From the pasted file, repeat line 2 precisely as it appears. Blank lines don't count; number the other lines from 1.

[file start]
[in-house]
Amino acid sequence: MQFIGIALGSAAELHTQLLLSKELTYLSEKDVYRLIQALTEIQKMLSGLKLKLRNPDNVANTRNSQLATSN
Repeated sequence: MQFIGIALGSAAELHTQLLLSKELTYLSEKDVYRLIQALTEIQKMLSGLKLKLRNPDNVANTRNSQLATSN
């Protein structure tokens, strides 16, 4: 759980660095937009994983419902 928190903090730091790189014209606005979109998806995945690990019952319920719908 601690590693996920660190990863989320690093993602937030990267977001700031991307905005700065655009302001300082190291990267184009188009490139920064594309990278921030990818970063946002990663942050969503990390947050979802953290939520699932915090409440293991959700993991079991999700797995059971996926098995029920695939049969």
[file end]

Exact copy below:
Amino acid sequence: MQFIGIALGSAAELHTQLLLSKELTYLSEKDVYRLIQALTEIQKMLSGLKLKLRNPDNVANTRNSQLATSN